Critical governance problems for farmer-led irrigation: Isomorphic mimicry and capability traps
ABSTRACT: Irrigated agricultural production is viewed as key to the twin challenges of transforming agriculture and adapting to climate change in sub-Saharan Africa. Farmer-led irrigation is currently not well recognised or accounted for, and the current focus on state or public-private irrigation schemes means this activity is largely occurring outside of formal governance mechanisms or is deemed illegal. How do current institutional and regulatory frameworks relate to the apparent boom in farmer-led irrigation, and how do these shape current patterns of response, support, and regulation? To answer this question, we build a conceptual understanding of water governance which draws on critiques of current institutional frameworks for water and irrigation management, specifically using the conceptual ideas of isomorphic mimicry and capability traps, and elements of a problem-driven iterative adaptation (PDIA) approach. We then use three case studies from Tanzania and Malawi to illuminate three critical problems that state institutions encounter in approaching the recognition and regulation of farmer-led irrigation. In our conclusion we argue that current irrigation governance is creating capability traps for existing institutions. Where incremental and context-driven adaptation of governance is practised this can be avoided, creating better chances of effective support and regulation of farmer-led irrigation development.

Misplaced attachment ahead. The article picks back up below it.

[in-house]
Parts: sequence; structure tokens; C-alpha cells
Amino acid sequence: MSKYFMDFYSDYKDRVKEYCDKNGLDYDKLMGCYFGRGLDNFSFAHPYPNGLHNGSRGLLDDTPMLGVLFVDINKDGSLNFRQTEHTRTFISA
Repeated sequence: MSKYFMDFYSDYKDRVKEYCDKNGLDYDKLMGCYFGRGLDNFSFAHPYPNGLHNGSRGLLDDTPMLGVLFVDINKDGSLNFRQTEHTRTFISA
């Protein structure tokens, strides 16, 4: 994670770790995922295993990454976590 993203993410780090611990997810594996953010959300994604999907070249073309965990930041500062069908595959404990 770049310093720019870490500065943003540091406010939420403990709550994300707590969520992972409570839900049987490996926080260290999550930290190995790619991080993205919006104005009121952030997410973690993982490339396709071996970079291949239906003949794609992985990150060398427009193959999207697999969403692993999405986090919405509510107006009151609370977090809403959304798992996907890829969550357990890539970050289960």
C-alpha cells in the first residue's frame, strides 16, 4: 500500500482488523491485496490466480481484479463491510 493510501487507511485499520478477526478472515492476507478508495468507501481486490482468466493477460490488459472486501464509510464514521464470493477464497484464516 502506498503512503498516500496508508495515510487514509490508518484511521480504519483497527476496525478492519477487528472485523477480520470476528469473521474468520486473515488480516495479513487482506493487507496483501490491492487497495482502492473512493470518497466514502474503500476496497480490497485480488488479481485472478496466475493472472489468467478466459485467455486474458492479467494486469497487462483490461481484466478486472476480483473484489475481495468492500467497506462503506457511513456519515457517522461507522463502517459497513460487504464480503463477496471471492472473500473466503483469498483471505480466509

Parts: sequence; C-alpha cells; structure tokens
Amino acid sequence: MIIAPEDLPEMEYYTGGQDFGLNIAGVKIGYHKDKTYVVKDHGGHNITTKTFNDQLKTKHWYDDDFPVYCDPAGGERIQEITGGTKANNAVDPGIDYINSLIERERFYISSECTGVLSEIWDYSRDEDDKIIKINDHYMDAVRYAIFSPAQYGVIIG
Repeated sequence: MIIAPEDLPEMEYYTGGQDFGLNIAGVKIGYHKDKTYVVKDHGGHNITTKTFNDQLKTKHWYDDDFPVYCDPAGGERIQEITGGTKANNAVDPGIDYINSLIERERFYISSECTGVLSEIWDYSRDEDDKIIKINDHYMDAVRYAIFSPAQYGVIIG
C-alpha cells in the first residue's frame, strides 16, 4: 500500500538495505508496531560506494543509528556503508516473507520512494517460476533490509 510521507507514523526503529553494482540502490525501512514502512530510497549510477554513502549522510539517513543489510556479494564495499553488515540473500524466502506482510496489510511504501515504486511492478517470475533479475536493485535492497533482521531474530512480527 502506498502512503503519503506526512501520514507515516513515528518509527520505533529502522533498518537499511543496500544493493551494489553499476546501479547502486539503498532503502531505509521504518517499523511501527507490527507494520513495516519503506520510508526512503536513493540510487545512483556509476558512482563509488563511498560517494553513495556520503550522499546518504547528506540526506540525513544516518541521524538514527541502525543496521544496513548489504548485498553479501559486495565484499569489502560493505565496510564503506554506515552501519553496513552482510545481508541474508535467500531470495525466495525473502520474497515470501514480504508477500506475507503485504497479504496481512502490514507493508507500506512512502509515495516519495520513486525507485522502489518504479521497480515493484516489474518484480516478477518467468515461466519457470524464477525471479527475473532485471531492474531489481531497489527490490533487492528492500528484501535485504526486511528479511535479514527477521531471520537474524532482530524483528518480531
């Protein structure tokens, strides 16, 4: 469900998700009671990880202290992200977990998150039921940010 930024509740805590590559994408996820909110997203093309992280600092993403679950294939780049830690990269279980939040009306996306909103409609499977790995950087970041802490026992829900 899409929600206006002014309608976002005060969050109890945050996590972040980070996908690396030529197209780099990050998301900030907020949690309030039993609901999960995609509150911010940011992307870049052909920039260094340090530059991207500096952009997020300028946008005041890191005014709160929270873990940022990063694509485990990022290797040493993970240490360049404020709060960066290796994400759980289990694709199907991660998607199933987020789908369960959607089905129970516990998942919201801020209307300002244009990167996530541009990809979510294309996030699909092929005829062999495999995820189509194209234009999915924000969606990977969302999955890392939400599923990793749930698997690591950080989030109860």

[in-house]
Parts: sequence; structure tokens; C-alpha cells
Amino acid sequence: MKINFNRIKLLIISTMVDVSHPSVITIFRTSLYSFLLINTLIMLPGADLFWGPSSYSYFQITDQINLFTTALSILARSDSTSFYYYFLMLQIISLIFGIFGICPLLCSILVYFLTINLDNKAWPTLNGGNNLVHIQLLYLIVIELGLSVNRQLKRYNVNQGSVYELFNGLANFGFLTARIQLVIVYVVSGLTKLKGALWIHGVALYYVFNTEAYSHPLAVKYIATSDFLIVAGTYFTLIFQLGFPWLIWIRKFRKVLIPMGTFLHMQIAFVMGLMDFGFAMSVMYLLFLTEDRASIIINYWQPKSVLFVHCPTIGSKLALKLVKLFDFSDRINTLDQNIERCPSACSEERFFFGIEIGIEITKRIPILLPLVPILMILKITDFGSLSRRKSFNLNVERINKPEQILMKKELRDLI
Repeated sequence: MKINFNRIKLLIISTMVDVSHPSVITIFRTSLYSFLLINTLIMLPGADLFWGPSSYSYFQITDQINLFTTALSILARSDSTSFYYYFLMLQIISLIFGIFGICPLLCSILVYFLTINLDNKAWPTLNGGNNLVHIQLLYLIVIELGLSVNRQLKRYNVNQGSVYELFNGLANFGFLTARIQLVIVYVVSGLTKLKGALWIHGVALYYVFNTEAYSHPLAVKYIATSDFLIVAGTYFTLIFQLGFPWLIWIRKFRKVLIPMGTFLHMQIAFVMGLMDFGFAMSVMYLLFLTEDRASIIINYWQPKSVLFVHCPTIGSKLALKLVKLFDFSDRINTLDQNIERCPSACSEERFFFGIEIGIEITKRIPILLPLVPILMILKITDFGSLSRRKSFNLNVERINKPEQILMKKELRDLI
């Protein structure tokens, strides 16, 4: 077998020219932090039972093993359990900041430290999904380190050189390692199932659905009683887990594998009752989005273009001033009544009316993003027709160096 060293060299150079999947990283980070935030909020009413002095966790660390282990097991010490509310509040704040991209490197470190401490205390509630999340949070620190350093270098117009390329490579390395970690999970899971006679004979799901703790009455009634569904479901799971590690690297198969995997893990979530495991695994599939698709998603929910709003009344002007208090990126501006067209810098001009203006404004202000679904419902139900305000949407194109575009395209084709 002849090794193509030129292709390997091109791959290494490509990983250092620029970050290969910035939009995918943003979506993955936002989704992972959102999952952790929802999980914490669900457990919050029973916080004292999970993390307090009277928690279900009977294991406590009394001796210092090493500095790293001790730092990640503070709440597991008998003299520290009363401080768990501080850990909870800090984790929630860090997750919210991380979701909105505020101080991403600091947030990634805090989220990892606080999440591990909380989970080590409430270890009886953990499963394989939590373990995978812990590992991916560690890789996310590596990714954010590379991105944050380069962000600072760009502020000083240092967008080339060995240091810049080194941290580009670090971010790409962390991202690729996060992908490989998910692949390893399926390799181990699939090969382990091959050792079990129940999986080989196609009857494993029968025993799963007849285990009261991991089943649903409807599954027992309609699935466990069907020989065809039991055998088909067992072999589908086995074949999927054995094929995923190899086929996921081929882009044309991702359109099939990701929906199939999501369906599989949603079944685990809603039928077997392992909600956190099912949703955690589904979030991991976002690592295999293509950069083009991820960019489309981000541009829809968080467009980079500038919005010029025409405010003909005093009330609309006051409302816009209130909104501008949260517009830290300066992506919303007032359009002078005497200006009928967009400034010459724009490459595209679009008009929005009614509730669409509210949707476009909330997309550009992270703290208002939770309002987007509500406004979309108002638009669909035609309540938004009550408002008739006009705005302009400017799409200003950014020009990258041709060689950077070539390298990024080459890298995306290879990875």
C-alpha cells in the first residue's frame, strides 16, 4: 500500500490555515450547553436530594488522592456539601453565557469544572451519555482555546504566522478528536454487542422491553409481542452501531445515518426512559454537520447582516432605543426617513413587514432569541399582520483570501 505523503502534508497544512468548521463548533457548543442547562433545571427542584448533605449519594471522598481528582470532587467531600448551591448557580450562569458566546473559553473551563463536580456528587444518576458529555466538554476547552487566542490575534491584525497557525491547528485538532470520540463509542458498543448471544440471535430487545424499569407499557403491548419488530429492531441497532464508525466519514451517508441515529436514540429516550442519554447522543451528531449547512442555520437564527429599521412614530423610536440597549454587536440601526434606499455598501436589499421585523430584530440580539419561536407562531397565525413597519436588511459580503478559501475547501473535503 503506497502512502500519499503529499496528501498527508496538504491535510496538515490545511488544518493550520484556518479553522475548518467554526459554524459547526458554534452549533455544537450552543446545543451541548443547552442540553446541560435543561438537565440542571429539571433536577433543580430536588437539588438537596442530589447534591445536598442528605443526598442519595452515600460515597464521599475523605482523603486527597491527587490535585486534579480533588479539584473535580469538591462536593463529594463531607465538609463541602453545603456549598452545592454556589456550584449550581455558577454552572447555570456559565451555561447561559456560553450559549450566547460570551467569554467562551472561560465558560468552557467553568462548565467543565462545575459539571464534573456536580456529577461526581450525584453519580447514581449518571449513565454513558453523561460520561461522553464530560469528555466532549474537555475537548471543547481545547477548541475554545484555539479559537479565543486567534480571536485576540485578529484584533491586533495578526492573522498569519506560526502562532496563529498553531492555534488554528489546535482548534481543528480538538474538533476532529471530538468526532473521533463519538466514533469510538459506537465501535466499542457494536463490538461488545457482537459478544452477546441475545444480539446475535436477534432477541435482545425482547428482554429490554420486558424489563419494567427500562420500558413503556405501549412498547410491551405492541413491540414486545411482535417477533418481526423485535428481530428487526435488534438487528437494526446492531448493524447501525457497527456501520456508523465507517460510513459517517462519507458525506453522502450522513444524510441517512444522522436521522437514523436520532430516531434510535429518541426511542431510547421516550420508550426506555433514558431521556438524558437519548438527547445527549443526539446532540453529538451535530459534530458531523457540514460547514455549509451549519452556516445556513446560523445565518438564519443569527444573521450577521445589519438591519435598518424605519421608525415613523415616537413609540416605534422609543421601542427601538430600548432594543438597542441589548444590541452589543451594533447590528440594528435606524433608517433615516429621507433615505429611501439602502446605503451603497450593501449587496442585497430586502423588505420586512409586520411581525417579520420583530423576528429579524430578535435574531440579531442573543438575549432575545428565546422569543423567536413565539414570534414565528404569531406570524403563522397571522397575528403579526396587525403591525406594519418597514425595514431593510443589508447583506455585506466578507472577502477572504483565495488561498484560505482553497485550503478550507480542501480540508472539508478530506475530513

KEYWORDS: Farmer-led irrigation development, innovation, governance, Tanzania, Malawi